In this expository paper by Low it says: Roughly speaking, a topos in the sense of Grothendieck is the category of sheaves on a kind of generalised space whose “points” may have non-trivial ...
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5 votes
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Is there something similar to Lawvere-Tierney topologies for Abelian categories?

Lawvere-Tierney topologies generalize the notion of local operators on a Topos from Sheaf toposes over a Grothendieck site to arbitrary Toposes. However, while the special case of Sheaves of sets or ...
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7 votes
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If we replace the spectrally ringed space in the definition of a spectral scheme with an arbitrary infinity-topos, what objects do we get?

I'll phrase this in terms of spectral AG, but I'm curious about the same question in the classical context. We define a nonconnective spectral Deligne-Mumford stack to be a spectrally-ringed topos ...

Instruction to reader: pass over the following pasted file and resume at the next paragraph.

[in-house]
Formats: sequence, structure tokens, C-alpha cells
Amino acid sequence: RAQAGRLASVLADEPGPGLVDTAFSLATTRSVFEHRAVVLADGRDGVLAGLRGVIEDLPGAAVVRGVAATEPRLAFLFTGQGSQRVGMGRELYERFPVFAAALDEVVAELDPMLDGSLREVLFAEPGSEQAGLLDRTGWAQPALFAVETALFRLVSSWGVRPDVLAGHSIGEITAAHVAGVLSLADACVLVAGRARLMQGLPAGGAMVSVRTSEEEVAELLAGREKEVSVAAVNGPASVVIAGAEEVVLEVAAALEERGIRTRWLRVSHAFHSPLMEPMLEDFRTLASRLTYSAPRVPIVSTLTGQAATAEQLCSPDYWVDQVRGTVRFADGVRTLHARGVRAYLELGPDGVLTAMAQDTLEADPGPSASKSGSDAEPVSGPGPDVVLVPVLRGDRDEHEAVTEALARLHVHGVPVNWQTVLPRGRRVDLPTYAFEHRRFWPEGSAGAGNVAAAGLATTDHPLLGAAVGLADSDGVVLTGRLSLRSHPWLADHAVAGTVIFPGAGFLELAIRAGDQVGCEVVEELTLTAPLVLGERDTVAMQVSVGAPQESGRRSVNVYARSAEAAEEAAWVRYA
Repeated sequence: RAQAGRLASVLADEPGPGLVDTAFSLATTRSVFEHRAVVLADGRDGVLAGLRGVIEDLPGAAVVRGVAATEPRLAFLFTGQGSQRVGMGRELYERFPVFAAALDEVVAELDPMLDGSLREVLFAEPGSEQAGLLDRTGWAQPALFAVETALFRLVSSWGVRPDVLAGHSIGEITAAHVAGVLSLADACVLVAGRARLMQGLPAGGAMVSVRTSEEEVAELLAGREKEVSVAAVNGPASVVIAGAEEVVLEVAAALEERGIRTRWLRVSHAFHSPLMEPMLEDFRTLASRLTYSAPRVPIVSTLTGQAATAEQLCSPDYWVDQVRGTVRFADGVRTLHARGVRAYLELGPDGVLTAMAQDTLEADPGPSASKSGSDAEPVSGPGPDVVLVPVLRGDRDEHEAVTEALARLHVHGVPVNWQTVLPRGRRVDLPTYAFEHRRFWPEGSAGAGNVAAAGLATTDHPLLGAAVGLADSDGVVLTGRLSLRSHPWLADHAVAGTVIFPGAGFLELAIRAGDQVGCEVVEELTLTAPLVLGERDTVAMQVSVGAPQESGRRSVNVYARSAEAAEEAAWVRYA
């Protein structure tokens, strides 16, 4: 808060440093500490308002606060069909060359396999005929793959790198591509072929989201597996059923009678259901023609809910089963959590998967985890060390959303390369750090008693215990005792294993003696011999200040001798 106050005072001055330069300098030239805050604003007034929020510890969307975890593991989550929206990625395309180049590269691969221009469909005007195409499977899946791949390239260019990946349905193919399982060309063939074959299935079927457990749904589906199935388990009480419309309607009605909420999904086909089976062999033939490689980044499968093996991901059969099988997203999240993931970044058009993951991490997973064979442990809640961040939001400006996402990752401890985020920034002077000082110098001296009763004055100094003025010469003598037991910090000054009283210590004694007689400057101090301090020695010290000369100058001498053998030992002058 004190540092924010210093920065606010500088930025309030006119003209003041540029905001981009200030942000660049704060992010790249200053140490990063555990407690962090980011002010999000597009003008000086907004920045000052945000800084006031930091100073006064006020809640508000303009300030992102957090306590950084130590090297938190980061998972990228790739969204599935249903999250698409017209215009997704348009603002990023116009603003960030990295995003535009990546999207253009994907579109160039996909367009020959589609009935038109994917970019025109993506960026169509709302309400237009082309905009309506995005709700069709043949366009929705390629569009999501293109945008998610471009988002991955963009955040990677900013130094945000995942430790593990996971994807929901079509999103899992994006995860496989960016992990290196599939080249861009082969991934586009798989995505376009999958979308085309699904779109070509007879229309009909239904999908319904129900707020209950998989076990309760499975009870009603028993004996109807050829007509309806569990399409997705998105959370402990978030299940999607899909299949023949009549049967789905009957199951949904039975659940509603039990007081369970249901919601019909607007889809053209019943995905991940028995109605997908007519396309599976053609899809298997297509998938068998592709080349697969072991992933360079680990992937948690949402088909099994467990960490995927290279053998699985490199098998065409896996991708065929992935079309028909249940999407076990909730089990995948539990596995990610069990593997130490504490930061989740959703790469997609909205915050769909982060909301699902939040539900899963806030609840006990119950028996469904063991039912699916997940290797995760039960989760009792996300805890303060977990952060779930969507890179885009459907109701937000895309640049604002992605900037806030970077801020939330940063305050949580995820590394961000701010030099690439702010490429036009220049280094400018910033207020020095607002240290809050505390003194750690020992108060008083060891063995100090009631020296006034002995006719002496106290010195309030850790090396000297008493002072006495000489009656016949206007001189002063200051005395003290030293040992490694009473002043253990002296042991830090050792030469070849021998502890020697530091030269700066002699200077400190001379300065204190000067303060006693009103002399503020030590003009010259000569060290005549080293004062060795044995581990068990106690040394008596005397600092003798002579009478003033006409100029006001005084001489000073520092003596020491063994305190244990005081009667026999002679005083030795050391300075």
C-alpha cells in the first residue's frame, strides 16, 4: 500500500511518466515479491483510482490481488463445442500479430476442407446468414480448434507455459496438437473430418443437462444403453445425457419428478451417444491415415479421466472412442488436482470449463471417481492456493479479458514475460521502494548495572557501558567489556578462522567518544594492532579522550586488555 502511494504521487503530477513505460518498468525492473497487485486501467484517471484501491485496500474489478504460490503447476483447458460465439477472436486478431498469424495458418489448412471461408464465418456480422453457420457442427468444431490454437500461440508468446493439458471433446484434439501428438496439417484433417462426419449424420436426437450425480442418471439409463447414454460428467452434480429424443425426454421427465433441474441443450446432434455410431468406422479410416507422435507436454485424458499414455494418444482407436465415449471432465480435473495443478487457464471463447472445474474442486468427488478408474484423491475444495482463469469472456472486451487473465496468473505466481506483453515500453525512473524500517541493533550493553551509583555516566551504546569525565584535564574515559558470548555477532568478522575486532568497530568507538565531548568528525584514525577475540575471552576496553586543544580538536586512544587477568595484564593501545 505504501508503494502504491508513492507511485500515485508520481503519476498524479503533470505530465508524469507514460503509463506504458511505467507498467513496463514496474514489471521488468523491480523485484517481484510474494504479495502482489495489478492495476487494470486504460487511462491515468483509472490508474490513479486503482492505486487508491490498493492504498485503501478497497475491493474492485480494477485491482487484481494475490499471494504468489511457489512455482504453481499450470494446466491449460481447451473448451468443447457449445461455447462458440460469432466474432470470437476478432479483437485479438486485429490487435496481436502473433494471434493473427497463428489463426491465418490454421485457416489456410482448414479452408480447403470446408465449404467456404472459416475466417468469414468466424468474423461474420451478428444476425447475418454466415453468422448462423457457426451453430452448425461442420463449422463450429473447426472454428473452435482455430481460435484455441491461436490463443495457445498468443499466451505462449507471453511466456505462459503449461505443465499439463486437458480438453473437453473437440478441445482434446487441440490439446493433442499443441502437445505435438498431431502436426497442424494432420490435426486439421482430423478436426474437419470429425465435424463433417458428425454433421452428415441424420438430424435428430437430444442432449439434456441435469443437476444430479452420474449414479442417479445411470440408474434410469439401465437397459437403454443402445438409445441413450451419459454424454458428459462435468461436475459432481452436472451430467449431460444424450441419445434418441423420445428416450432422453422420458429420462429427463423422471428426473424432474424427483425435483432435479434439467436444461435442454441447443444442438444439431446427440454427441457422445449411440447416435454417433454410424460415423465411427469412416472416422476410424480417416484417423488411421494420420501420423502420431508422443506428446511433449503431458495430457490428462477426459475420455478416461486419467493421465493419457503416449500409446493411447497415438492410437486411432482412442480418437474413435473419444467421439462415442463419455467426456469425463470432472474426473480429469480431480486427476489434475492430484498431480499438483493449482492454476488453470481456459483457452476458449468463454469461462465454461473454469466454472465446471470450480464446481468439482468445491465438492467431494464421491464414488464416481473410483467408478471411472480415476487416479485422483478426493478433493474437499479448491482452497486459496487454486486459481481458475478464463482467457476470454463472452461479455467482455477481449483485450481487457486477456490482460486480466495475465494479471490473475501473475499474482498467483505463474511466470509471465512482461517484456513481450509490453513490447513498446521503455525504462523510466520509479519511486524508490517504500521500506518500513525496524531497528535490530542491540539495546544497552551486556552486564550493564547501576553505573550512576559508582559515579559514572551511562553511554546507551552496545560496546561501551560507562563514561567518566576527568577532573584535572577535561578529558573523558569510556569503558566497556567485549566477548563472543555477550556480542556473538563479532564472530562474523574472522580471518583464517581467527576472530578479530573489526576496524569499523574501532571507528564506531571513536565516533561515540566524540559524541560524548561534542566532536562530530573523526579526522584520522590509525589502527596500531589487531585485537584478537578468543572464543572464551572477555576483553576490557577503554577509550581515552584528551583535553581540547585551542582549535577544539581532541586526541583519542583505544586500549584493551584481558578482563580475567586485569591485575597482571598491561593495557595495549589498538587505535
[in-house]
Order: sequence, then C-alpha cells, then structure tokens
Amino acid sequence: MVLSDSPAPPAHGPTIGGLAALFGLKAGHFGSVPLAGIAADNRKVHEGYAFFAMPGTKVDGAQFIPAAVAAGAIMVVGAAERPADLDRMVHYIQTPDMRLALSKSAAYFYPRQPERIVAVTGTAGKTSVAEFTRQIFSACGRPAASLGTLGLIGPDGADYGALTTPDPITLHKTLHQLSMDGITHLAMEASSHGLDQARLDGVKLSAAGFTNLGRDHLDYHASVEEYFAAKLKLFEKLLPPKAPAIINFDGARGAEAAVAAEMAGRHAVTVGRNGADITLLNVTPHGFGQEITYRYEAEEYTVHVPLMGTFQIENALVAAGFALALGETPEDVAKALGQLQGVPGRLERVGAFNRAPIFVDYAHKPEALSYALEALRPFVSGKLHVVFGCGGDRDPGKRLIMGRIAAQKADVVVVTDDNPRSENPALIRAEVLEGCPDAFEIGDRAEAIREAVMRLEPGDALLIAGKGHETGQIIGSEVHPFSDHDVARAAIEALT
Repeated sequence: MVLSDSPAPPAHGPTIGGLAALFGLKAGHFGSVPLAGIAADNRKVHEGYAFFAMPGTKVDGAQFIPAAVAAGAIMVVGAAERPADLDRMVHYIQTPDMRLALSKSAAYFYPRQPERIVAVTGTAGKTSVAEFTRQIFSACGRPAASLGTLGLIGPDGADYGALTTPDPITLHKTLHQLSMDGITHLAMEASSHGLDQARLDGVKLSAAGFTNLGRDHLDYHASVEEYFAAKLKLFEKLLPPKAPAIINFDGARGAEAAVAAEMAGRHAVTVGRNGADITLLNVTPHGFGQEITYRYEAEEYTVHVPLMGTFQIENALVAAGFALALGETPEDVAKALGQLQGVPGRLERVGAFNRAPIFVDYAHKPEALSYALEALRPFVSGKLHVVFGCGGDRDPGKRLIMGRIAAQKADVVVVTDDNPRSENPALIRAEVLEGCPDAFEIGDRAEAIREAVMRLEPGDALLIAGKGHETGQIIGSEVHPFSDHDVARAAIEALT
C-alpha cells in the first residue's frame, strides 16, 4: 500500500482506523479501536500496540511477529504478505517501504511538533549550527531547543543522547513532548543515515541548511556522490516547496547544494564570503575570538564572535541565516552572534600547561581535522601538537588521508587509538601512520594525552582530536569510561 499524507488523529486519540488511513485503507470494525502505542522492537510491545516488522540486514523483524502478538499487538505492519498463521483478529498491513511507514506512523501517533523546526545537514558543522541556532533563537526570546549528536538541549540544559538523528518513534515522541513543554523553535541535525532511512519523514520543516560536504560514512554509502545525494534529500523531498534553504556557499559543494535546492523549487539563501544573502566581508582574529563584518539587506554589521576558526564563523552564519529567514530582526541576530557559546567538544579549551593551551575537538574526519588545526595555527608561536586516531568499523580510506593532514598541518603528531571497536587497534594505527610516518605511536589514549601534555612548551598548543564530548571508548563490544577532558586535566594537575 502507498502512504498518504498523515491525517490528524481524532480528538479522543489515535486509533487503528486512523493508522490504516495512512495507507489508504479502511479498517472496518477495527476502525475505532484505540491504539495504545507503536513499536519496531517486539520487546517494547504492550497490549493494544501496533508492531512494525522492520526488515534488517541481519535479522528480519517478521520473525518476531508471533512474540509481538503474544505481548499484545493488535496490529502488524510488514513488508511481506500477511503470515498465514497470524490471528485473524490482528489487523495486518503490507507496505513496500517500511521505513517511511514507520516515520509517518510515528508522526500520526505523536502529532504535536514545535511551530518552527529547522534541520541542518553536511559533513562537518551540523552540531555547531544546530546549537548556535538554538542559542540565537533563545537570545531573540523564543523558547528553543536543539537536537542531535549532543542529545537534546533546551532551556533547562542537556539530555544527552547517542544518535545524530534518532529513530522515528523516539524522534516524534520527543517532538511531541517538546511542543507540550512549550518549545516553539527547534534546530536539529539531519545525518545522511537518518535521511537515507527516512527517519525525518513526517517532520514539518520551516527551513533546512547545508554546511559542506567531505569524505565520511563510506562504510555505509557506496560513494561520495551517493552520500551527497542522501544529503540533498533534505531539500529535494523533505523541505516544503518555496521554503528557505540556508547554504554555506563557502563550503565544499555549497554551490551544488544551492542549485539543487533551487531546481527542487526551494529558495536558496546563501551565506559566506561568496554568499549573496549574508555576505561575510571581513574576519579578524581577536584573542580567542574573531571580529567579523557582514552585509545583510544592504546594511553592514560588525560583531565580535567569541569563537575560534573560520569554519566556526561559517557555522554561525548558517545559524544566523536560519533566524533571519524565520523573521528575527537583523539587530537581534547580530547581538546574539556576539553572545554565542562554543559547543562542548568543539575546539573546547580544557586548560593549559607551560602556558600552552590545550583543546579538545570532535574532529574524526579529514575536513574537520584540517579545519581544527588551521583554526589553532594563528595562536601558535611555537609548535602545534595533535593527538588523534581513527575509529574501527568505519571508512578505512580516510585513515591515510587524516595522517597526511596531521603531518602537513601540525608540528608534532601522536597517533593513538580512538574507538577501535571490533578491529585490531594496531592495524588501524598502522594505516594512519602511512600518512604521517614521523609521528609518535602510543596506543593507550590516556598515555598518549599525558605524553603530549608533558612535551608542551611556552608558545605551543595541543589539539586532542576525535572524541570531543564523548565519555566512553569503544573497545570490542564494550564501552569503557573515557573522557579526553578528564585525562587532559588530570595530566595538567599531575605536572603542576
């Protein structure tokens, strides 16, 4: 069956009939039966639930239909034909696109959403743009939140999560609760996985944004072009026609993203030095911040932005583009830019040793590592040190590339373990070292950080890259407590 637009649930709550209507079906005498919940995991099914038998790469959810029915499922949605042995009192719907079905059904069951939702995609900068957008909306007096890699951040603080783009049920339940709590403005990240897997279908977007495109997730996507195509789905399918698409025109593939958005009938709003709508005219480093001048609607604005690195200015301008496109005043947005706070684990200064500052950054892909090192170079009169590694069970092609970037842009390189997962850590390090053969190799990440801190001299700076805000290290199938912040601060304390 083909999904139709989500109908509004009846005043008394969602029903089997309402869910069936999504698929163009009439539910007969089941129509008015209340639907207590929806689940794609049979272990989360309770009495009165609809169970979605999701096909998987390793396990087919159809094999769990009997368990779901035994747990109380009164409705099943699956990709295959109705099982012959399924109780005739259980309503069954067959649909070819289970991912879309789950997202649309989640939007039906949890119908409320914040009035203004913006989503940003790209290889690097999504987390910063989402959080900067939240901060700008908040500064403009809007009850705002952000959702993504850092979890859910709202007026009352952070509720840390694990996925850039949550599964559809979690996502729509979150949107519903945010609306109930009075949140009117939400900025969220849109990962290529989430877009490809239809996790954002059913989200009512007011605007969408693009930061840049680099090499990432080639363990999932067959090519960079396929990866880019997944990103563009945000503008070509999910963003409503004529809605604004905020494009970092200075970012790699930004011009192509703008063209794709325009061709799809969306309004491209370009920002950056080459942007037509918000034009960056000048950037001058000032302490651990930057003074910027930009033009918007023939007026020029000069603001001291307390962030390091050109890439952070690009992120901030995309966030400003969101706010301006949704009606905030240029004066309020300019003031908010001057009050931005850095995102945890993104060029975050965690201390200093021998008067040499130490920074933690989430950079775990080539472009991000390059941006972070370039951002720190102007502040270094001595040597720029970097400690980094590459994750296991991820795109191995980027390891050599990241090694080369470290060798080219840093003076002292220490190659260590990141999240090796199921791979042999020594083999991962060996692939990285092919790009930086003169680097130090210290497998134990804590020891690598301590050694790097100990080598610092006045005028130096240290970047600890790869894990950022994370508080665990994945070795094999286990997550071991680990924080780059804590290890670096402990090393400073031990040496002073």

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2 votes
1 answer
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Groupoid of points, shape and stratified shape of $\operatorname{Sh} (X_\text{pro-ét})$

$\DeclareMathOperator\Sh{Sh}\DeclareMathOperator\Pt{Pt}$Maybe this is well-known or even a stupid misunderstanding of something very basic. It's well-known that the groupoid of points (i.e., groupoid ...
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Flasque sheaves on a site

This is a cross-post from MathStackexchange. We define a flasque sheaf on a site as one whose first Čech cohomology vanishes for every covering of every object of the site. I know this definition is ...
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Relating properties of geometric morphisms to the inverse image of the generic model

Let $p:X\to [\mathbb{T}]$ be a morphism of Grothendieck topoi such that $[\mathbb{T}]$ is the classifying topos for some geometric theory $\mathbb{T}$; let me write $U$ for the generic model of $\...
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10 votes
1 answer
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Deductive system involving only geometric sequents